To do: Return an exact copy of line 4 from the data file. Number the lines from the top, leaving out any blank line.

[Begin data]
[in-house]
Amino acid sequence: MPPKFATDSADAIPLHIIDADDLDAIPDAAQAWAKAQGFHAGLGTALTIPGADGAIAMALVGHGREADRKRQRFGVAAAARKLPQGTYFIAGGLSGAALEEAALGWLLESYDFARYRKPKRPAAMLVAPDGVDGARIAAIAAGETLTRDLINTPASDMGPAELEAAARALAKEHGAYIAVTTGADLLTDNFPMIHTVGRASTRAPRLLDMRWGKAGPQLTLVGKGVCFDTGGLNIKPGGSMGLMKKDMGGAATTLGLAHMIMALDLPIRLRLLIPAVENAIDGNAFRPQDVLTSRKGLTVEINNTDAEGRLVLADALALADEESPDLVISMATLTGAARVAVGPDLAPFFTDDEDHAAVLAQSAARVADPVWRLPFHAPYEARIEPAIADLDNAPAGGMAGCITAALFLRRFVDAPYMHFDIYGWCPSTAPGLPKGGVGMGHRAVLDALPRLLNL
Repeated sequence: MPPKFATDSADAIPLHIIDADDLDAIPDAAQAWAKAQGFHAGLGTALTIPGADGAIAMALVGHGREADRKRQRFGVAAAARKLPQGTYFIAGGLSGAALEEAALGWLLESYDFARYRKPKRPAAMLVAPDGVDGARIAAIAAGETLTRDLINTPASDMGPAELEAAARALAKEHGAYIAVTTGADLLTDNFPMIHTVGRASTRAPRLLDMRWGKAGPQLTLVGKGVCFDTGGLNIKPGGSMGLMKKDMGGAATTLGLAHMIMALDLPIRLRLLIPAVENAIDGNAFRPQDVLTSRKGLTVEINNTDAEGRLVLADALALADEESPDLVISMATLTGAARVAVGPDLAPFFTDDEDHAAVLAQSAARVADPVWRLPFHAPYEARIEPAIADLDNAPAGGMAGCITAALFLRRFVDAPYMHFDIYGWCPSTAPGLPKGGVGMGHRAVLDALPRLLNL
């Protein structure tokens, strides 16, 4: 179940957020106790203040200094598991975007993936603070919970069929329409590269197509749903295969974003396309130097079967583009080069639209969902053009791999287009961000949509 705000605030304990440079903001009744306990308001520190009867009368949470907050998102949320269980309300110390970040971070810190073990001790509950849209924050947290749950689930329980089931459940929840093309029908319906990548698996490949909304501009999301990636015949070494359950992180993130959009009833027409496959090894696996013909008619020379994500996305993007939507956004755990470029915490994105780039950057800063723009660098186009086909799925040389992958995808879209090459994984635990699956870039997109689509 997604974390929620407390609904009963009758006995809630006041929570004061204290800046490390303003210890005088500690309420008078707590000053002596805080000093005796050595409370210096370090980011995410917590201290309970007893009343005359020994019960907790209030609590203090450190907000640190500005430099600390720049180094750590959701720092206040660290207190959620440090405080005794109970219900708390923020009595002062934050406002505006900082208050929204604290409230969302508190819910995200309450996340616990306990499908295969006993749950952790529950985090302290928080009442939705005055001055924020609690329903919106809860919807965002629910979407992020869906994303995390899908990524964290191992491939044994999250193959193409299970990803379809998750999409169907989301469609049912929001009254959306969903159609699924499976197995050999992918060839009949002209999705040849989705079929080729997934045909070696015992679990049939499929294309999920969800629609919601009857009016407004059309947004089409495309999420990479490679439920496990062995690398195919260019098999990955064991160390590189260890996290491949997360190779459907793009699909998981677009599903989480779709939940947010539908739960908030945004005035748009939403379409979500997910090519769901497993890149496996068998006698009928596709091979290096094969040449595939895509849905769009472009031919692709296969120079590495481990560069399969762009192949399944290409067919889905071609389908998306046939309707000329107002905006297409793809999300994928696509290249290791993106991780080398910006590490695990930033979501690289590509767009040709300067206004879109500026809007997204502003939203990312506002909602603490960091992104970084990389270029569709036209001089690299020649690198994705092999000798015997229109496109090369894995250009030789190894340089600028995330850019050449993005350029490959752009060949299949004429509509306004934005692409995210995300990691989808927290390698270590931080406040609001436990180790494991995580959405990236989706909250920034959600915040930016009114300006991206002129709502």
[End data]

């Protein structure tokens, strides 16, 4: 179940957020106790203040200094598991975007993936603070919970069929329409590269197509749903295969974003396309130097079967583009080069639209969902053009791999287009961000949509 705000605030304990440079903001009744306990308001520190009867009368949470907050998102949320269980309300110390970040971070810190073990001790509950849209924050947290749950689930329980089931459940929840093309029908319906990548698996490949909304501009999301990636015949070494359950992180993130959009009833027409496959090894696996013909008619020379994500996305993007939507956004755990470029915490994105780039950057800063723009660098186009086909799925040389992958995808879209090459994984635990699956870039997109689509 997604974390929620407390609904009963009758006995809630006041929570004061204290800046490390303003210890005088500690309420008078707590000053002596805080000093005796050595409370210096370090980011995410917590201290309970007893009343005359020994019960907790209030609590203090450190907000640190500005430099600390720049180094750590959701720092206040660290207190959620440090405080005794109970219900708390923020009595002062934050406002505006900082208050929204604290409230969302508190819910995200309450996340616990306990499908295969006993749950952790529950985090302290928080009442939705005055001055924020609690329903919106809860919807965002629910979407992020869906994303995390899908990524964290191992491939044994999250193959193409299970990803379809998750999409169907989301469609049912929001009254959306969903159609699924499976197995050999992918060839009949002209999705040849989705079929080729997934045909070696015992679990049939499929294309999920969800629609919601009857009016407004059309947004089409495309999420990479490679439920496990062995690398195919260019098999990955064991160390590189260890996290491949997360190779459907793009699909998981677009599903989480779709939940947010539908739960908030945004005035748009939403379409979500997910090519769901497993890149496996068998006698009928596709091979290096094969040449595939895509849905769009472009031919692709296969120079590495481990560069399969762009192949399944290409067919889905071609389908998306046939309707000329107002905006297409793809999300994928696509290249290791993106991780080398910006590490695990930033979501690289590509767009040709300067206004879109500026809007997204502003939203990312506002909602603490960091992104970084990389270029569709036209001089690299020649690198994705092999000798015997229109496109090369894995250009030789190894340089600028995330850019050449993005350029490959752009060949299949004429509509306004934005692409995210995300990691989808927290390698270590931080406040609001436990180790494991995580959405990236989706909250920034959600915040930016009114300006991206002129709502």